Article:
Take the 2-minute tour ×
Stack Overflow is a question and answer site for professional and enthusiast programmers. It's 100% free, no registration required.

I noted this syntax listed as a gotchya but with no explanation as to why:

def func(x=None):
    #good
    if x == None:
        x = []

    #bad
    x = x or []

In what ways can this be a gotchya?

share|improve this question

3 Answers 3

up vote 3 down vote accepted

In this particular case, it’s bad because an empty list evaluates to false. If you mutate the list, then the results won’t be as expected

def func(x=None):
    x = x or []
    x.append('hello')

mylist = []
func(mylist)
print mylist[0] # doesn't work

Since you want to check to see if the caller passed None or not, you should just say that explicitly and not try to be clever. Objects like [], (), {}, 0, and False evaluate to false, as can any user-defined object that wants to — checking for falsehood really catches too many false positives.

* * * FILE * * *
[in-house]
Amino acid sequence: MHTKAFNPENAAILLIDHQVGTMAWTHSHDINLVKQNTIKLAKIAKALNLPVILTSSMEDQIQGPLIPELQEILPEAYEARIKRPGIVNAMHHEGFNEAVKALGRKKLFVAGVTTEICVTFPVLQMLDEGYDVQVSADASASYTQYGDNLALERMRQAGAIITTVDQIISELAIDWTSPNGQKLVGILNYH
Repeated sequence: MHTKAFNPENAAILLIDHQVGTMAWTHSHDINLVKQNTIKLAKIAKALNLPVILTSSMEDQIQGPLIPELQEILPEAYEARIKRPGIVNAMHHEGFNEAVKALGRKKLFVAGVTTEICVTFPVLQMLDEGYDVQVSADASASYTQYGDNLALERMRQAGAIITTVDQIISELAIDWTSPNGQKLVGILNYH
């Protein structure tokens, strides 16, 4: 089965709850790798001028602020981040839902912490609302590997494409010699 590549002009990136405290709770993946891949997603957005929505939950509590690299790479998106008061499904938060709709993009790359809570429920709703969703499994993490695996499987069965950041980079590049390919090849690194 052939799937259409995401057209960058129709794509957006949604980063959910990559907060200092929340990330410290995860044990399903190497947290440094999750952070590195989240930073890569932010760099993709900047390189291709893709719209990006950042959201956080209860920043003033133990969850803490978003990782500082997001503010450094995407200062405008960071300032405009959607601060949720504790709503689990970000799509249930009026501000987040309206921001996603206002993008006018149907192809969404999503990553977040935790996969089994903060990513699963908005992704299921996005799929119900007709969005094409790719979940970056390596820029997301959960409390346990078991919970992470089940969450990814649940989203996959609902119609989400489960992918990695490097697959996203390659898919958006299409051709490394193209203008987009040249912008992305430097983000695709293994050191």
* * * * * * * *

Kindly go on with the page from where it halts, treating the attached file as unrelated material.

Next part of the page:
(Also: Using is None instead of == None can be faster and more reliable.)

share|improve this answer

x or [] will return an empty list if bool(x) is false. None is false, but zeros (ints, longs, floats, etc) and empty collections ([], {}, "", etc) are also false. So this isn't catching None, it's catching falsy object - which isn't equivalent to x == None and most likely not what you want (empty collections are perfectly valid input for many algorithms).

Oh, and while we're at it: That should be x is None - is is the semantically correct (and propably faster) choice for testing identity. == can be overwritten by x, and you can't be sure if it won't consider None equal to itself or even break on it.

share|improve this answer

I think the best idiom to check for any python singleton is:

if x is None:
    x = []

The reason is that some objects like ORM objects in django or sqlalchemy, for example, are lazy (they will not call the database until the latest possible time). Using the other options to check for None may trigger evaluation of an expensive operation.

share|improve this answer

Your Answer

 
discard

By posting your answer, you agree to the privacy policy and terms of service.

Not the answer you're looking for? Browse other questions tagged or ask your own question.